Throughout his oeuvre, Jacobs frequently produced stories about people who are drawn towards ethically dubious decisions, irrevocably side against their better judgment, and are left stranded in a harsh and hostile dimension of karmic punishment. A genuinely grave tale, “The Three Sisters” follows the tradition of “Jerry Bundler” and “The Toll-House” by juxtaposing feigned hauntings with horrific outcomes.
The story follows a favorite theme of Jacobs: aspirational avarice and its hideous consequences. As in “The Brown Man’s Servant” and “The Monkey’s Paw,” we are met by a creature who would willingly sacrifice security and comfort for the glinting allure of wealth, but – as we surely suspect – that glint is not much different from the false fires that wreckers would light on jagged cliffs to lure merchant ships to destruction. Drawn in by the flame, the moth-like protagonist sets a diabolical trap, and while its success is debatable, it is certainly not without a very dear cost – both to her life and her humanity itself.
The tale opens on a wet, autumn evening in the 1860s with a mournful tableau: two middle-aged sisters, Eunice and Tabitha, sitting at the death-bed of their eldest sister, Ursula Mallow. Rapidly fading, Ursula musters a surge of “startling energy” to insist that after her death her room be kept exactly as it is, locked up, and never opened.
Tabitha, the middle sister who most closely resembles Ursula, is annoyed with this, grumbling that she doesn’t see “how it can matter to her” after death, but Ursula snaps that “It does matter … How do you know, how do I know that I may not sometimes visit it? I have lived in this house so long I am certain that I shall see it again. I will come back. Come back to watch over you both and see that no harm befalls you." Ursula turns to comfort her sobbing, youngest sister. She acknowledges that their lives have been lonely, without friends, husbands, or children, but consoles them with the morbid assurance that “I go first, but you must soon follow.”
With these words, the lamp is mysterious blown out, and in the darkness they hear the sound of Ursula’s death rattle being smothered in death. Two days later, her remains are interred with their parents in the family vault located on the other side of the barren marshes that surround their home. Eunice, who benefitted most from Ursula’s will, is still distraught, but Tabitha – greedy, callous, and unsentimental – can only think of the wealth that she has been denied. She asks Eunice what her intentions are for the legacy, and is annoyed to learn that – since they are more than comfortable – Eunice plans to allow it to gain interest in the bank, which will all go towards a children’s hospital.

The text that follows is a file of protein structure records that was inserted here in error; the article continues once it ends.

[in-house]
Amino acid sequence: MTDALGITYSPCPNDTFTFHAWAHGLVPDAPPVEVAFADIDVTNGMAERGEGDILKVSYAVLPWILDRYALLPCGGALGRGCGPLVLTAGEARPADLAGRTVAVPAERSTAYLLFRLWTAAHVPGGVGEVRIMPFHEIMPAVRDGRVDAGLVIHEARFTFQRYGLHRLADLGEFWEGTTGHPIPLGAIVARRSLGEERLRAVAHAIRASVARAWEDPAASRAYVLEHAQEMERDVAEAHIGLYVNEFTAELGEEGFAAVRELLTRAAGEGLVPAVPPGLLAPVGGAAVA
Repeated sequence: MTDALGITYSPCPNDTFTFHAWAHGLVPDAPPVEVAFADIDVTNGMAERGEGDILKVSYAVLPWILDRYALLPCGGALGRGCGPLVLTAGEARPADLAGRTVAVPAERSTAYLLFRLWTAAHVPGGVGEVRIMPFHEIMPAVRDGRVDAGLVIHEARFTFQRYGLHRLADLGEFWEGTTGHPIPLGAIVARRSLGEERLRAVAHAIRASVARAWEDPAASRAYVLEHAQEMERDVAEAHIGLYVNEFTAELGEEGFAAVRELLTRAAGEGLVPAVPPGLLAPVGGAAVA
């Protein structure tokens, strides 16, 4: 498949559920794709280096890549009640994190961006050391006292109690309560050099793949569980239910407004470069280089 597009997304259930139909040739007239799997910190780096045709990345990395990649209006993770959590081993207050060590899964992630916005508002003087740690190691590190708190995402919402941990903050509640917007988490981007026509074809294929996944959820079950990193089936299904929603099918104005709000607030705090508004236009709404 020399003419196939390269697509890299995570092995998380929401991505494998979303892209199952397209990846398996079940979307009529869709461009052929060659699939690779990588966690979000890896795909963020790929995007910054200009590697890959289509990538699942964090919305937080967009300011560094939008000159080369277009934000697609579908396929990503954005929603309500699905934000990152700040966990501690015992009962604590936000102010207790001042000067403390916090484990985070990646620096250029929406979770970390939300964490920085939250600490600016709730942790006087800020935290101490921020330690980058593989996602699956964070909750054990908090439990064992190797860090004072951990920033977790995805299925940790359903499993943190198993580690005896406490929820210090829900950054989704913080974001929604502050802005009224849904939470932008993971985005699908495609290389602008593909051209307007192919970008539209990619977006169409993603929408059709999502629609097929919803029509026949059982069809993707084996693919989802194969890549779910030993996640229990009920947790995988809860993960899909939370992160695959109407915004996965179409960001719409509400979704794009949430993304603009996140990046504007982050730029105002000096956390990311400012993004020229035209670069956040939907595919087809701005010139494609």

Eunice is surprised at Tabitha’s negative reaction and asks what she would do. Tabitha’s eyes glow and she murmurs “save it… save it…” Eunice rejects this idea, insisting on using it for the hospital’s benefit, and Tabitha gloomily rejoins that this is clearly at odds with Ursula’s wishes, suggesting that their departed sister will not “rest quietly in the grave while you squander the money she stored so carefully.” The implication terrifies Eunice, which appears to satisfy Tabitha.
The days and weeks go by, and Ursula’s room remains secured, while Tabitha stalks the house “like an unquiet spirit,” deep in thought. With winter, the house descends into a profound and lonely gloom: “an air of mystery and dread seemed to hang over it and brood in its empty rooms and dark corridors. The deep silence of night was broken by strange noises for which neither the wind nor the rats could be held accountable.” Their housekeeper, Old Martha, becomes increasingly nervous and paranoid, certain that she has heard unaccountable sounds and once swearing that she saw a “dark figure squatting upon the landing,” although an investigation turned nothing up.
Even materialistic Tabitha is tempted to admit that something odd is happening in the house, but she distracts herself by growing obsessed with household expenses, and hoarding her income by eating miserly meals, avoiding the use of candles, and fondling her coins, which she refuses to keep at the bank. Eunice and Martha are disturbed by this – being kept awake by the clinking of her gold and through fear of her failing sanity – and Eunice begs her to take her “large sums” to the bank to avoid the risk that they be stolen by burglars, but Tabitha scoffs at this “Large sums! What nonsense is this? You know well that I have barely sufficient [funds] to keep me.”
Tabitha asks why she is worried about burglars, and Eunice admits that she has been troubled by the mysterious sounds at night. Tabitha acknowledges this, claiming to have traced the noises to Ursula’s room, where she has heard “something there … scuffling on the floor round and round the room.” This terrifies Eunice, but Tabitha chides her (unhelpfully) for being afraid of “poor Ursula … Your own sister who nursed you when you were a babe, and who perhaps even now comes and watches over your slumbers.” Eunice is predictably horrified by this idea, exclaiming that she would die at such a sight, and becomes faint and panicked at the mere idea. In fact, it proves the last straw: Eunice finds a nearby cottage to rent, and Martha – who had urged the change – happily agrees to go with her.